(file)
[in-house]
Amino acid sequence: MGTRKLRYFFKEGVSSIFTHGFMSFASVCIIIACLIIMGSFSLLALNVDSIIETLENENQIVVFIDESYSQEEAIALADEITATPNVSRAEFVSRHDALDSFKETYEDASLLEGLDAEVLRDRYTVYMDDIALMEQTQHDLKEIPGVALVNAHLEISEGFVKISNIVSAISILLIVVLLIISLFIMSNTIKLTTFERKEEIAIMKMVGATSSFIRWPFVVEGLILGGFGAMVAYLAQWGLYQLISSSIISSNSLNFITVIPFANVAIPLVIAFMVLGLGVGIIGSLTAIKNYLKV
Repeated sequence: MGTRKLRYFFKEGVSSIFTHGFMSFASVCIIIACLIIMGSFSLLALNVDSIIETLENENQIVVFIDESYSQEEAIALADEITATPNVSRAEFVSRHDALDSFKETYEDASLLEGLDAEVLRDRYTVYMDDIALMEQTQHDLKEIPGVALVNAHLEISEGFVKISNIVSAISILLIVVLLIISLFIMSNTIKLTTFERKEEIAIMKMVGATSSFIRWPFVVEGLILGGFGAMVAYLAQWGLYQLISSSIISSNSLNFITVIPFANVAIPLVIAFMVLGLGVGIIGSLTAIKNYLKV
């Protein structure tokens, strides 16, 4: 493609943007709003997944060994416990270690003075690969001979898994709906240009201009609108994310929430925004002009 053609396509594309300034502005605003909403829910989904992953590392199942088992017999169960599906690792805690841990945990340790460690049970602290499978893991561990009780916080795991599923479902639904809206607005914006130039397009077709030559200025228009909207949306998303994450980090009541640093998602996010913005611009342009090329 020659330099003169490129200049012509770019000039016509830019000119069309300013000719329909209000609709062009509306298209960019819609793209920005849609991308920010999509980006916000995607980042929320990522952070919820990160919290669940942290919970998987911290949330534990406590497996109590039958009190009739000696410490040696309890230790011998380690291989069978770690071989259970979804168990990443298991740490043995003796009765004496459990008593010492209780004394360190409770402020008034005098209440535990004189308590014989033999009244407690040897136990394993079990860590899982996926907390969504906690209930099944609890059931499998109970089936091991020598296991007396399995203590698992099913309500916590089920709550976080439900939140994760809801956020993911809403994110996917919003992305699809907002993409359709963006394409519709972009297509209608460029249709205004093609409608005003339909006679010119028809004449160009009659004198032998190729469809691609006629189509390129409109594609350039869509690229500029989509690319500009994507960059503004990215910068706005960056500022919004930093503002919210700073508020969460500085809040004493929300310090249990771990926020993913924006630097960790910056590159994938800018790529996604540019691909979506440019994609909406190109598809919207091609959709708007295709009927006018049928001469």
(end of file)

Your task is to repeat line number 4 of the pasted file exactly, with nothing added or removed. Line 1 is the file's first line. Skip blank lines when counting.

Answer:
């Protein structure tokens, strides 16, 4: 493609943007709003997944060994416990270690003075690969001979898994709906240009201009609108994310929430925004002009 053609396509594309300034502005605003909403829910989904992953590392199942088992017999169960599906690792805690841990945990340790460690049970602290499978893991561990009780916080795991599923479902639904809206607005914006130039397009077709030559200025228009909207949306998303994450980090009541640093998602996010913005611009342009090329 020659330099003169490129200049012509770019000039016509830019000119069309300013000719329909209000609709062009509306298209960019819609793209920005849609991308920010999509980006916000995607980042929320990522952070919820990160919290669940942290919970998987911290949330534990406590497996109590039958009190009739000696410490040696309890230790011998380690291989069978770690071989259970979804168990990443298991740490043995003796009765004496459990008593010492209780004394360190409770402020008034005098209440535990004189308590014989033999009244407690040897136990394993079990860590899982996926907390969504906690209930099944609890059931499998109970089936091991020598296991007396399995203590698992099913309500916590089920709550976080439900939140994760809801956020993911809403994110996917919003992305699809907002993409359709963006394409519709972009297509209608460029249709205004093609409608005003339909006679010119028809004449160009009659004198032998190729469809691609006629189509390129409109594609350039869509690229500029989509690319500009994507960059503004990215910068706005960056500022919004930093503002919210700073508020969460500085809040004493929300310090249990771990926020993913924006630097960790910056590159994938800018790529996604540019691909979506440019994609909406190109598809919207091609959709708007295709009927006018049928001469």